Friday 29th June – Livingston to Rio Dulce town via Rio Dulce.

This morning I caught a public boat for the epic river journey up the Rio Dulce (Sweet River). This river journey is really famous – heaps of rich people bring their boats hear to shelter from the Caribbean Hurricanes.  It’s also famous because of the beautiful limestone cliffs that surround the river in the part closest to Livingston before the river widens into Lake Izabal. The scenery really was amazing and we stopped off to look at a hot springs and some floating lily pads along the journey.  Rio Dulce town has an enormous bridge spanning the banks of the river to allow road traffic to head towards Semuc Champey, Tikal and Guatemala City. The bridge is very impressive when viewed from the water. I didn’t linger in Rio Dulce town but was picked up in a boat (lancha) and taken to my accommodation in the mangroves a little way back down the river. I was staying in a little resort called Casa Perico – hidden in the mangroves in a side branch of the river dulce. It was a simple but beautiful place, run by a Swiss guy and his son. I used one of the canoes to paddle out into the river proper for a swim before relaxing the afternoon away in a hammock. It was a very relaxing way to end the day!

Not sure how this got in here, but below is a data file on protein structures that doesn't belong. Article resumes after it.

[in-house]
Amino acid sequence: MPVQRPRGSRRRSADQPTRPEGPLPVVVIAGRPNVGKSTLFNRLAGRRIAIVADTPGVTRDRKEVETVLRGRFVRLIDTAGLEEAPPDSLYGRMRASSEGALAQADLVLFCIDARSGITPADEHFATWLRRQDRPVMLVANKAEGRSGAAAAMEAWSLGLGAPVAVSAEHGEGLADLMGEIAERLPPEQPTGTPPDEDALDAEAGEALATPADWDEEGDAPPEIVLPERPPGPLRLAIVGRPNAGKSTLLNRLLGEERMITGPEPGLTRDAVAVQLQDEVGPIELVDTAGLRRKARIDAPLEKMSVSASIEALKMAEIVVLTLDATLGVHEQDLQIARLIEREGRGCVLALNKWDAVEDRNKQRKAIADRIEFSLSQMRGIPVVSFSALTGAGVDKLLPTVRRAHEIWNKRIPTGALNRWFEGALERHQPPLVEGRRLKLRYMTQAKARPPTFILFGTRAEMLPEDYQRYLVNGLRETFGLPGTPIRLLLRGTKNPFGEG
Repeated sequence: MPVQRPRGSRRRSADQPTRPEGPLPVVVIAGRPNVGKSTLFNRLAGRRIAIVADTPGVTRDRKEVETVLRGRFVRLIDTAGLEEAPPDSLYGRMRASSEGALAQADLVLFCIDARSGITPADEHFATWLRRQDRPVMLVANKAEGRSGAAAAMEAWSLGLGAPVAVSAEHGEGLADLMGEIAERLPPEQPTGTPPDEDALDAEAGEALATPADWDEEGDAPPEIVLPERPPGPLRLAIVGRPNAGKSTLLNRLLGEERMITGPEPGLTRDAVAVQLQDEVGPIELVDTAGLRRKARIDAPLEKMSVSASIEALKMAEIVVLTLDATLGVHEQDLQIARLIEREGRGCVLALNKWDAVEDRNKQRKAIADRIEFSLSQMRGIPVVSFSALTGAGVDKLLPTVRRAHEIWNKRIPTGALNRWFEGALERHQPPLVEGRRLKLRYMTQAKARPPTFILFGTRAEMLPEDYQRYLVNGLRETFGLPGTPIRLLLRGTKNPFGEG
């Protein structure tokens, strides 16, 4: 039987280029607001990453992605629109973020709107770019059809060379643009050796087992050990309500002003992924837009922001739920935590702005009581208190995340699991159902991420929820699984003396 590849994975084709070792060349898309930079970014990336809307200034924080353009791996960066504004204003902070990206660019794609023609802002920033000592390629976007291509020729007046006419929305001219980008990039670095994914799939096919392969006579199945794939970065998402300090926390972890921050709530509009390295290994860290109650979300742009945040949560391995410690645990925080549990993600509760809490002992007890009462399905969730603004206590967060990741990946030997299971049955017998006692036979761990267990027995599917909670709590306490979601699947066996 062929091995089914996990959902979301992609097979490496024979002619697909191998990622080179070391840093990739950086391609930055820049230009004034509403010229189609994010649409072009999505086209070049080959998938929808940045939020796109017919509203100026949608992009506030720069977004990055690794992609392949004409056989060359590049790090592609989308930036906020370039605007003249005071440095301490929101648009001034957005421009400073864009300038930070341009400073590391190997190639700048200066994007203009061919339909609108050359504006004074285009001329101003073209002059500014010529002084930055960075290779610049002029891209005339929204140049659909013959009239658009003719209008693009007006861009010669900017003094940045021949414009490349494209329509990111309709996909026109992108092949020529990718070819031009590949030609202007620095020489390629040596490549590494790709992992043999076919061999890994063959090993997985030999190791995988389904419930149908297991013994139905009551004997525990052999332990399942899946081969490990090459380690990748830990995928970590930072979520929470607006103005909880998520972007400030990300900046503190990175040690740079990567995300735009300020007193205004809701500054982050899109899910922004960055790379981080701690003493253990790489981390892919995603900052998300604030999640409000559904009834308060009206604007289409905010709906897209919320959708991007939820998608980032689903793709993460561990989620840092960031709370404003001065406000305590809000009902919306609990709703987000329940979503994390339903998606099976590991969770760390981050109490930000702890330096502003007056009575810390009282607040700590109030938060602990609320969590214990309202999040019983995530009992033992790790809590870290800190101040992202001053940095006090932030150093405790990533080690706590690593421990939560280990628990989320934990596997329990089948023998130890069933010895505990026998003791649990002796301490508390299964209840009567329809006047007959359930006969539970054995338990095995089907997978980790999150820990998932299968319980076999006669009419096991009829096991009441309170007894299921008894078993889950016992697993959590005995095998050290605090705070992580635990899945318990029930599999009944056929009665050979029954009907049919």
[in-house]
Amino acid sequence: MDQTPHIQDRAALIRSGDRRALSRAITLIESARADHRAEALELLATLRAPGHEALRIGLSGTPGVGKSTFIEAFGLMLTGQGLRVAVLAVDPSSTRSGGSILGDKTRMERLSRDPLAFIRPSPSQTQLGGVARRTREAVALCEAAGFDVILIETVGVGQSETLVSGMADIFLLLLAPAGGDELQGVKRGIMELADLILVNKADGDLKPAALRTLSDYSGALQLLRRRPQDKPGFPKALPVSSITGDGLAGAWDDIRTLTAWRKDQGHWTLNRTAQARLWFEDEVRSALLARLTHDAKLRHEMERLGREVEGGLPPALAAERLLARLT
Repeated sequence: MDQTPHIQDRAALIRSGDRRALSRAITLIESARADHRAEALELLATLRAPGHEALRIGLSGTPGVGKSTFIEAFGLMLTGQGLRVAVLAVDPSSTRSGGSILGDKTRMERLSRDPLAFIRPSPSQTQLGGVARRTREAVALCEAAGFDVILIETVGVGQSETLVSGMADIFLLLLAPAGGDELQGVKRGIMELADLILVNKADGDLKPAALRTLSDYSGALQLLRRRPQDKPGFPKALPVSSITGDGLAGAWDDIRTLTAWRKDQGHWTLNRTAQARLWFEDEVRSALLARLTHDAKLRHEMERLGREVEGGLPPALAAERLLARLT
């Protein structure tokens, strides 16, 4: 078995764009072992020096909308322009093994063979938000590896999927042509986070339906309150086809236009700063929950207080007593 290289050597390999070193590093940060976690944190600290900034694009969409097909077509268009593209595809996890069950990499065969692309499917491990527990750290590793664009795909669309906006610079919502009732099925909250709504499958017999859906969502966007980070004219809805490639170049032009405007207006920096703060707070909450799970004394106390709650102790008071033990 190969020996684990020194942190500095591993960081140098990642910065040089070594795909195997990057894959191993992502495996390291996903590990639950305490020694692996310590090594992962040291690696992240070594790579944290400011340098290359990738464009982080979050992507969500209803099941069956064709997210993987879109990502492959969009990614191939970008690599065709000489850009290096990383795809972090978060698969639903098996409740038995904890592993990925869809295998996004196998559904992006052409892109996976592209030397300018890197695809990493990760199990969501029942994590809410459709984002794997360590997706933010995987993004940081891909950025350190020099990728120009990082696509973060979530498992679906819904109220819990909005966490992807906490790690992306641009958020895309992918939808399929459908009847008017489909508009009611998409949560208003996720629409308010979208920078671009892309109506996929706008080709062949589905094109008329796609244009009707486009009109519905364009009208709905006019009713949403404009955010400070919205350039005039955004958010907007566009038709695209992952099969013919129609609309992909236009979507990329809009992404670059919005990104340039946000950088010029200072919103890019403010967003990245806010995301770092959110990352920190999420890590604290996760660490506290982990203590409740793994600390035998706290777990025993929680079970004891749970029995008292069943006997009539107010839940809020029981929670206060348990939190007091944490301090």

Friday 29th July. Livingston to Rio Dulce

This morning I took the famous boat trip from Rio Dulce to Livingston along Rio Dulce (The sweet river). I took a small local boat called a lancha – which is a lot cheaper than a tourist boat tour. The lancha took me up the river. In one section, Rio Dulce has high limestone cliffs on both sides covered with jungle. It’s really beautiful and at one point there was a place where a hot spring mixed with the river water making a natural hot pool for swimming. We didn’t have time to get out of the boat and swim which was a shame, but it was a little bit of a strange set up anyway so I don’t know if I would have gone swimming anyway! After a while we passed out of the narrow part of the river into a more open part – this is where the Rio Dulce joins Lake Izabal – the largest lake in Guatemala. We passed through a section where lilipads floated on the surface of the lake and continued our journey into the town or Rio Dulce. The town has a huge bridge which connects the north of the country with the south east and the capital Guatemala City. The boat driver kindly called up the owner of my accommodation to come and pick me up. I was staying a little bit back down the river in a place nestled in amongst the mangroves on a side part of the river. The place was really relaxing but there were a lot of mosquitos – and they surprisingly were interested in biting me! In the afternoon I took the canoe and paddled out the main lake where they had a pontoon that I could relax on and jump off for a swim. The rest of the afternoon was spent relaxing in the hammock and enjoying the solitude of the place. 

Saturday 30th June